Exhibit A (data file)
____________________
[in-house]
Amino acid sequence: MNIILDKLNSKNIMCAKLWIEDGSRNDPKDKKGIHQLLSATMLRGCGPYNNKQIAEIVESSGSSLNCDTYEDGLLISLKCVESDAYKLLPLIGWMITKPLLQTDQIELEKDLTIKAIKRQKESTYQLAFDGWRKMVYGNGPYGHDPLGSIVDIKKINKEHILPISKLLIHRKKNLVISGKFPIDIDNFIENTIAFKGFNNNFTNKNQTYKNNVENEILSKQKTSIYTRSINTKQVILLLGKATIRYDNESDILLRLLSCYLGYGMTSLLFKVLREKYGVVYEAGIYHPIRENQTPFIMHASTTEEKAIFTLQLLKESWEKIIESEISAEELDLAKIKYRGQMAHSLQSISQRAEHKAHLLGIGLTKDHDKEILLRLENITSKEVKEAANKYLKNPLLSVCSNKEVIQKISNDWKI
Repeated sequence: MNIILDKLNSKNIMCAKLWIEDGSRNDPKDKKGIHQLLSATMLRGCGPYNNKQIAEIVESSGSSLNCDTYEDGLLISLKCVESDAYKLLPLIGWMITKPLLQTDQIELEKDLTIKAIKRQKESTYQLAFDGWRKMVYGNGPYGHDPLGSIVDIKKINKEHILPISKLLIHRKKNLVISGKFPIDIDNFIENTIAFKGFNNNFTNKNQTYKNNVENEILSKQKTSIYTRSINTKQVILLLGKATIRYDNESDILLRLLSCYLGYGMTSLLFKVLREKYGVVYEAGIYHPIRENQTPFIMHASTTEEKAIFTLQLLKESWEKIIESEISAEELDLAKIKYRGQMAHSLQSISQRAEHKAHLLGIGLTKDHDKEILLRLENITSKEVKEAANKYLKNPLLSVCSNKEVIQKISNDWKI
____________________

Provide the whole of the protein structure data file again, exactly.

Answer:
[in-house]
Amino acid sequence: MNIILDKLNSKNIMCAKLWIEDGSRNDPKDKKGIHQLLSATMLRGCGPYNNKQIAEIVESSGSSLNCDTYEDGLLISLKCVESDAYKLLPLIGWMITKPLLQTDQIELEKDLTIKAIKRQKESTYQLAFDGWRKMVYGNGPYGHDPLGSIVDIKKINKEHILPISKLLIHRKKNLVISGKFPIDIDNFIENTIAFKGFNNNFTNKNQTYKNNVENEILSKQKTSIYTRSINTKQVILLLGKATIRYDNESDILLRLLSCYLGYGMTSLLFKVLREKYGVVYEAGIYHPIRENQTPFIMHASTTEEKAIFTLQLLKESWEKIIESEISAEELDLAKIKYRGQMAHSLQSISQRAEHKAHLLGIGLTKDHDKEILLRLENITSKEVKEAANKYLKNPLLSVCSNKEVIQKISNDWKI
Repeated sequence: MNIILDKLNSKNIMCAKLWIEDGSRNDPKDKKGIHQLLSATMLRGCGPYNNKQIAEIVESSGSSLNCDTYEDGLLISLKCVESDAYKLLPLIGWMITKPLLQTDQIELEKDLTIKAIKRQKESTYQLAFDGWRKMVYGNGPYGHDPLGSIVDIKKINKEHILPISKLLIHRKKNLVISGKFPIDIDNFIENTIAFKGFNNNFTNKNQTYKNNVENEILSKQKTSIYTRSINTKQVILLLGKATIRYDNESDILLRLLSCYLGYGMTSLLFKVLREKYGVVYEAGIYHPIRENQTPFIMHASTTEEKAIFTLQLLKESWEKIIESEISAEELDLAKIKYRGQMAHSLQSISQRAEHKAHLLGIGLTKDHDKEILLRLENITSKEVKEAANKYLKNPLLSVCSNKEVIQKISNDWKI